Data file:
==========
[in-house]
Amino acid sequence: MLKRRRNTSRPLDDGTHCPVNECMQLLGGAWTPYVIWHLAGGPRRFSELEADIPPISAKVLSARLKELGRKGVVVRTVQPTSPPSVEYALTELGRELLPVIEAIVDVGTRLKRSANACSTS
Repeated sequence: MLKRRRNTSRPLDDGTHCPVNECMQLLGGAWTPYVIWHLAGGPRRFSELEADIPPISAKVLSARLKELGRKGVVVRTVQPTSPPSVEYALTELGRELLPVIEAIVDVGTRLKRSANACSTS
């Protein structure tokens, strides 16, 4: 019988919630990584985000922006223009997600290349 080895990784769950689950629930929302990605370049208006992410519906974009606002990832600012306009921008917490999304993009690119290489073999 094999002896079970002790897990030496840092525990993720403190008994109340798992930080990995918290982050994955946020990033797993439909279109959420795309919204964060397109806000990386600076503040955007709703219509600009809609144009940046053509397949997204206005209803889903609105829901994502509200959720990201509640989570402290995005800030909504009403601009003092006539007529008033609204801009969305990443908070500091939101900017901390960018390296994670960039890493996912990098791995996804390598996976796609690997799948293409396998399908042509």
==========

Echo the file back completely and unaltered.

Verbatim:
[in-house]
Amino acid sequence: MLKRRRNTSRPLDDGTHCPVNECMQLLGGAWTPYVIWHLAGGPRRFSELEADIPPISAKVLSARLKELGRKGVVVRTVQPTSPPSVEYALTELGRELLPVIEAIVDVGTRLKRSANACSTS
Repeated sequence: MLKRRRNTSRPLDDGTHCPVNECMQLLGGAWTPYVIWHLAGGPRRFSELEADIPPISAKVLSARLKELGRKGVVVRTVQPTSPPSVEYALTELGRELLPVIEAIVDVGTRLKRSANACSTS
């Protein structure tokens, strides 16, 4: 019988919630990584985000922006223009997600290349 080895990784769950689950629930929302990605370049208006992410519906974009606002990832600012306009921008917490999304993009690119290489073999 094999002896079970002790897990030496840092525990993720403190008994109340798992930080990995918290982050994955946020990033797993439909279109959420795309919204964060397109806000990386600076503040955007709703219509600009809609144009940046053509397949997204206005209803889903609105829901994502509200959720990201509640989570402290995005800030909504009403601009003092006539007529008033609204801009969305990443908070500091939101900017901390960018390296994670960039890493996912990098791995996804390598996976796609690997799948293409396998399908042509």